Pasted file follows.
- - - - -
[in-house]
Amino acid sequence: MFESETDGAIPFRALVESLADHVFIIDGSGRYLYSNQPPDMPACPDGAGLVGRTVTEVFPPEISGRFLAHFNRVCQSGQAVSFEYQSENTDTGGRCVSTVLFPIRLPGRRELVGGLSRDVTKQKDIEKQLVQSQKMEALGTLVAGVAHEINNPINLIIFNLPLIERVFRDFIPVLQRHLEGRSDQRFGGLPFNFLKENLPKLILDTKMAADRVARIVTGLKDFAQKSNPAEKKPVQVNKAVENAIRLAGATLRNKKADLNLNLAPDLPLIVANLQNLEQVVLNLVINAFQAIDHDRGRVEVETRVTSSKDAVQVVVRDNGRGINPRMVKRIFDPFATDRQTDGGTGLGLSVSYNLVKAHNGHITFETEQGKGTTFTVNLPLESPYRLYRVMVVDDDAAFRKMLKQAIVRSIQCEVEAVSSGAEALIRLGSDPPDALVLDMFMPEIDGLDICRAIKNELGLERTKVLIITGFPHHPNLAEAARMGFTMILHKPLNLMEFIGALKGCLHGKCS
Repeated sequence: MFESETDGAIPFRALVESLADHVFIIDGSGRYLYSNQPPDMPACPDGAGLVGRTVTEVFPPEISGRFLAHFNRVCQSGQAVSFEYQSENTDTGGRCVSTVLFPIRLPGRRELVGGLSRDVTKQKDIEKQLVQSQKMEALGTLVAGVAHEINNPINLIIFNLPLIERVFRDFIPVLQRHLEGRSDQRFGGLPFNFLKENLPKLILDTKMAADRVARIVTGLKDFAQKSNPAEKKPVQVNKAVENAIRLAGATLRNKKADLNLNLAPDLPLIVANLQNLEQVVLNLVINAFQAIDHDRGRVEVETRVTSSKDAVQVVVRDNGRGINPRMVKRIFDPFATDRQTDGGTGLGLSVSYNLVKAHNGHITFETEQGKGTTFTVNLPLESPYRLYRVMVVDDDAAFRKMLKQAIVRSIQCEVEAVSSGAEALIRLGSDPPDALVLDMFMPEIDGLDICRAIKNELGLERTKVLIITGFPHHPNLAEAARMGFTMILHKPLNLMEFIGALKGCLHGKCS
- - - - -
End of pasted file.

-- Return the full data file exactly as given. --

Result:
[in-house]
Amino acid sequence: MFESETDGAIPFRALVESLADHVFIIDGSGRYLYSNQPPDMPACPDGAGLVGRTVTEVFPPEISGRFLAHFNRVCQSGQAVSFEYQSENTDTGGRCVSTVLFPIRLPGRRELVGGLSRDVTKQKDIEKQLVQSQKMEALGTLVAGVAHEINNPINLIIFNLPLIERVFRDFIPVLQRHLEGRSDQRFGGLPFNFLKENLPKLILDTKMAADRVARIVTGLKDFAQKSNPAEKKPVQVNKAVENAIRLAGATLRNKKADLNLNLAPDLPLIVANLQNLEQVVLNLVINAFQAIDHDRGRVEVETRVTSSKDAVQVVVRDNGRGINPRMVKRIFDPFATDRQTDGGTGLGLSVSYNLVKAHNGHITFETEQGKGTTFTVNLPLESPYRLYRVMVVDDDAAFRKMLKQAIVRSIQCEVEAVSSGAEALIRLGSDPPDALVLDMFMPEIDGLDICRAIKNELGLERTKVLIITGFPHHPNLAEAARMGFTMILHKPLNLMEFIGALKGCLHGKCS
Repeated sequence: MFESETDGAIPFRALVESLADHVFIIDGSGRYLYSNQPPDMPACPDGAGLVGRTVTEVFPPEISGRFLAHFNRVCQSGQAVSFEYQSENTDTGGRCVSTVLFPIRLPGRRELVGGLSRDVTKQKDIEKQLVQSQKMEALGTLVAGVAHEINNPINLIIFNLPLIERVFRDFIPVLQRHLEGRSDQRFGGLPFNFLKENLPKLILDTKMAADRVARIVTGLKDFAQKSNPAEKKPVQVNKAVENAIRLAGATLRNKKADLNLNLAPDLPLIVANLQNLEQVVLNLVINAFQAIDHDRGRVEVETRVTSSKDAVQVVVRDNGRGINPRMVKRIFDPFATDRQTDGGTGLGLSVSYNLVKAHNGHITFETEQGKGTTFTVNLPLESPYRLYRVMVVDDDAAFRKMLKQAIVRSIQCEVEAVSSGAEALIRLGSDPPDALVLDMFMPEIDGLDICRAIKNELGLERTKVLIITGFPHHPNLAEAARMGFTMILHKPLNLMEFIGALKGCLHGKCS